I was wondering how the Flyers were doing, whether they were "accelerating" or "decelerating", and whether the Laviolette era had plateaus. I'm not sure I resolved that to my satisfaction, but I did determine to my satisfaction that the Flyers are playing as well now as they've played since the "Master of the Timeout" took over.
From a points-per-game perspective, the Flyers have been doing very well for a long time. If you look purely at points, their worst extended stretch was probably five of a possible 14 points in part of October, two of a possible six after Thanksgiving, or two of eight right before New Years. Otherwise, their run has been remarkable.
I thought, as an Excel modeling geek, it'd be fun to highlight their highs and lows, so I created a spreadsheet tracking all the Flyers W/L/OTL since 12/01/2010, including Preseason and the 2010 Playoffs.
By tracking *all* their games, it's interesting to note their peaks in points-per-game in everything from ten-game stretches to 40-game blocks and more. For example, the Flyers peak points-per-game for a ten-game stretch was nine points in ten games ending with a win against
the Senators on November 15, and their only loss in that stretch was in overtime in Washington (1.9PPG).
They'd go on to lose the next two, then win three more, then a few OTLs, then another hot streak, and hit a 22-28 PPG game peak in their December 9-30 wins averaging over 1.5 PPG.
The longer-term peaks are... NOW, as all the hard work of the Orange and Black are paying off. Since January, almost every day has seen a new long-term peak PPG high. For example, wins Jan 6/8/11 were 32-game peaks at 1.5PPG; wins Jan 11/16/18/20 were 36-game PPG peaks at 1.5; wins Feb 3/5/10 were 44-game PPG peaks; all the activity since Feb 5 has been peak activity for 47-game periods.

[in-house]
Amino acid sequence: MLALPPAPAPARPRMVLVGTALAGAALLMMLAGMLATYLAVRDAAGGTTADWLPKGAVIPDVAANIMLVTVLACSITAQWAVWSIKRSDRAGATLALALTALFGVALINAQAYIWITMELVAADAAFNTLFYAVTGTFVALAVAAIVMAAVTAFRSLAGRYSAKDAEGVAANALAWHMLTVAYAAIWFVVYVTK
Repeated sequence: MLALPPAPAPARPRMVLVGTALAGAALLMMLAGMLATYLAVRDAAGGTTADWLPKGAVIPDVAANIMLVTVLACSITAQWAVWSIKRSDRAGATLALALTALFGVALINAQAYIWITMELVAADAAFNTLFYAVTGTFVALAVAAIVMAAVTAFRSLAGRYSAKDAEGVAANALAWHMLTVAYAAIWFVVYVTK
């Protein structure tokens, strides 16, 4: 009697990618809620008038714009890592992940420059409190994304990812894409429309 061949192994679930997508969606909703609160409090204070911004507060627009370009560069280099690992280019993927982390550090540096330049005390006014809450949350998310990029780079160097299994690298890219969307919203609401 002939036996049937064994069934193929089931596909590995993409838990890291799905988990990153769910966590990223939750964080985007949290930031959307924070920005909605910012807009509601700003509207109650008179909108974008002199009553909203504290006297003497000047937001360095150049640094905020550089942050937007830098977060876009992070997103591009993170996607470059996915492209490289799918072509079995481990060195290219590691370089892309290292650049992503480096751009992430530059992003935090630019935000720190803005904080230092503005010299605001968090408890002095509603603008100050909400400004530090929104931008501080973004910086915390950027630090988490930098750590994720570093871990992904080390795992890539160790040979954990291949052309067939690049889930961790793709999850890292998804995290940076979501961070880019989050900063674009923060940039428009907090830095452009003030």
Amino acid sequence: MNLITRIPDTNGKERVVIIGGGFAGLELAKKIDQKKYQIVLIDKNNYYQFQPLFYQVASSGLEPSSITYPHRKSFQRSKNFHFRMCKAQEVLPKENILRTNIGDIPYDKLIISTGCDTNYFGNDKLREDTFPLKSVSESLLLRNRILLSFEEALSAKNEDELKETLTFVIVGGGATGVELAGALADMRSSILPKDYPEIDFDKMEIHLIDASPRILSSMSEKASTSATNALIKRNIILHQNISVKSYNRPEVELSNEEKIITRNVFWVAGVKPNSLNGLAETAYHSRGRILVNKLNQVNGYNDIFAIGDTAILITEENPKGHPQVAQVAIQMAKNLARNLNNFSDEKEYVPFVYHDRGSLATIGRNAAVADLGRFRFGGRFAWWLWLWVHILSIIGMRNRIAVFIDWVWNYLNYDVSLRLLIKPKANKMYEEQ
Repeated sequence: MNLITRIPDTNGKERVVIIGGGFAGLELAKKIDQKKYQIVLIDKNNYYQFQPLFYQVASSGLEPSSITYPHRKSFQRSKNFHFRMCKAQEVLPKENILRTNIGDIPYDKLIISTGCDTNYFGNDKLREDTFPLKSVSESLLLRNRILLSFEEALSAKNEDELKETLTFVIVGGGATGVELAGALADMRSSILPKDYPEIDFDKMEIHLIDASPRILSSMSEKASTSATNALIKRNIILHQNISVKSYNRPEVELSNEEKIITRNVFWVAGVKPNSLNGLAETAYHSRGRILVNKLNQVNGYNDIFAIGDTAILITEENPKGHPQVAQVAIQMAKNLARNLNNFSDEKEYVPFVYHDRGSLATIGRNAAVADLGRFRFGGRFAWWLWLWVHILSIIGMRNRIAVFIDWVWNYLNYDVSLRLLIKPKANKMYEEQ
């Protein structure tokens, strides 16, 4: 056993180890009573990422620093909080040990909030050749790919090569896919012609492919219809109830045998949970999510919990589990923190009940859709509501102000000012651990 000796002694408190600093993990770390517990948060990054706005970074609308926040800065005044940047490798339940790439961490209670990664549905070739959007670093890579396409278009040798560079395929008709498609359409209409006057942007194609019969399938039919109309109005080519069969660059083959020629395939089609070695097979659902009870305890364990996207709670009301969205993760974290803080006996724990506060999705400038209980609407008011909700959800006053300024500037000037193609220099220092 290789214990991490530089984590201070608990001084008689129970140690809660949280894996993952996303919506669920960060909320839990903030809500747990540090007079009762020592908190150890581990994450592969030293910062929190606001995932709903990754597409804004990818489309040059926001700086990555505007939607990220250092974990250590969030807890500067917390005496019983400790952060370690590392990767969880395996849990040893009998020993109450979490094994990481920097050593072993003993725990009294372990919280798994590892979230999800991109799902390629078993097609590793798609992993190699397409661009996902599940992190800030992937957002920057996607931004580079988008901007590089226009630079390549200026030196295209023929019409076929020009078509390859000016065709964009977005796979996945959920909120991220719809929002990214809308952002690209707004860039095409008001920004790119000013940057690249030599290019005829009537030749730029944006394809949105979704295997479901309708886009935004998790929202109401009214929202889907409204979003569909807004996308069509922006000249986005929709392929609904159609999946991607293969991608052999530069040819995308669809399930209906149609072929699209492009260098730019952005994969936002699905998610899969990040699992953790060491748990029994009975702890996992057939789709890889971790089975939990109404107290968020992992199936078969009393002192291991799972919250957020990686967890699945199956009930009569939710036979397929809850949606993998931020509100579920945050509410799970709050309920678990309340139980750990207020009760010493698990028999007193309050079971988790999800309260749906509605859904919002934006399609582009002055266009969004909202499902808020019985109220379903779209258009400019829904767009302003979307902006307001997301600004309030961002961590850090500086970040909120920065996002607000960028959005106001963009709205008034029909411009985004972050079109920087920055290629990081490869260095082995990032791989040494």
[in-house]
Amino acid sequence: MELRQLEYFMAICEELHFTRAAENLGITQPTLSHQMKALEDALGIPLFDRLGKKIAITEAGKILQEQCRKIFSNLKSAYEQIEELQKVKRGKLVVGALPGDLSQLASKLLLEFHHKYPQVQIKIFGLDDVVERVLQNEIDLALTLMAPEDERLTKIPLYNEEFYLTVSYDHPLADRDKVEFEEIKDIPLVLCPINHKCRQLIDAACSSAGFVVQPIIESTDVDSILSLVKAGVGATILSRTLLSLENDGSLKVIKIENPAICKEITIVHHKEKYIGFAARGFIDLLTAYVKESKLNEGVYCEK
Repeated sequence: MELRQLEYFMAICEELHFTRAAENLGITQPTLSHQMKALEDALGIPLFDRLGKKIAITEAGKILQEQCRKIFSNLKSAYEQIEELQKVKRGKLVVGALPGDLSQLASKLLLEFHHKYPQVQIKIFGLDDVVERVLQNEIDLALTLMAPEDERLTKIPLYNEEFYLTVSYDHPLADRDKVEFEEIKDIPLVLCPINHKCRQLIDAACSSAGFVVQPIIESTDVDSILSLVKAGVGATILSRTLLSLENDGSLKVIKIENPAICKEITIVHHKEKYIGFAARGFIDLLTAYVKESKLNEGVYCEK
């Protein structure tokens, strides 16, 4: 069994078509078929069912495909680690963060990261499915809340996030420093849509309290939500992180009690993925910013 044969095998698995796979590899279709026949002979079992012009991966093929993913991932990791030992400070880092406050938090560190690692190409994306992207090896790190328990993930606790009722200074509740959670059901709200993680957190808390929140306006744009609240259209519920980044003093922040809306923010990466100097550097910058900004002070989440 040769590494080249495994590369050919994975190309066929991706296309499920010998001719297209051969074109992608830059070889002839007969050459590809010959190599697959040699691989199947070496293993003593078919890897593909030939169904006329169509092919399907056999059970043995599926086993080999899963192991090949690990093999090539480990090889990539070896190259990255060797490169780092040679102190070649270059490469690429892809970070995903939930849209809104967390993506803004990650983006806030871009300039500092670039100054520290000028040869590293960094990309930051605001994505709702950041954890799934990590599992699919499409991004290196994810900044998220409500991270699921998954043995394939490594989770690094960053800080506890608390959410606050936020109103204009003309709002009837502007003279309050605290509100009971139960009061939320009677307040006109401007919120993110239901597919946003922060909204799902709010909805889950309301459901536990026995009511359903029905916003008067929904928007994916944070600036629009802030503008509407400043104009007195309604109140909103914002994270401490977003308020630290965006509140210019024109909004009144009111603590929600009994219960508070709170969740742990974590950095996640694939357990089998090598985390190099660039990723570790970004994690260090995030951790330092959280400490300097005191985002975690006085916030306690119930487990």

Conversely, looking at when the Flyers were at their worst, I see the short-term December 2010 shoot-Stevens suckage; the March 3-April 9 2010 valley where the Flyers made us all suffer; the early Boston series adding to the long-term low; and four losses to what is now half a Chicago team (will they even make the playoffs this year? the ignomy of losing to a team that might not make it this year, on a shot few saw!) all drive long-term dips.
Beyond that, all the long-term trends are good; 48-game tracks onward all show the lowest points at the beginning (March 2010). Oh, of course, per the title, their short-term peaks (10-game) are higher than long-term (40-game), as it's easier to sustain a 1.5PPG over 10 games but more sustainable to get 1.43 to 1.50 over 40.
Here's some stats after the Panthers game:
Last 10: 1.4PPG
Last 20: 1.5PPG (peak was 1.55, most recently on Jan 20)
L40/1.43 (peak was 1.50 repeatedly in late January)
L60/1.42 (peak was 1.41 in early Feb)
L70/1.37 (peak was in late Jan)
"Who could ask for anything more?" (Besides arguing over spending Snider vs. taxpayer dollars to clean up a parade?)
For a copy of my spreadsheet, E-Mail firstname.lastname@example.org - or build your own, or tell me how to upload a spreadsheet here and I'll happily share... (too big to post as HTML; ~150 columns x ~150 rows, ~500K).
Incidentally, I did not parse for goals, opponents, home/away, but the spreadsheet has that data available.
You could also easily rip out the Playoff/Preseason data if desired, but I decided I wanted it "just for the taste of it".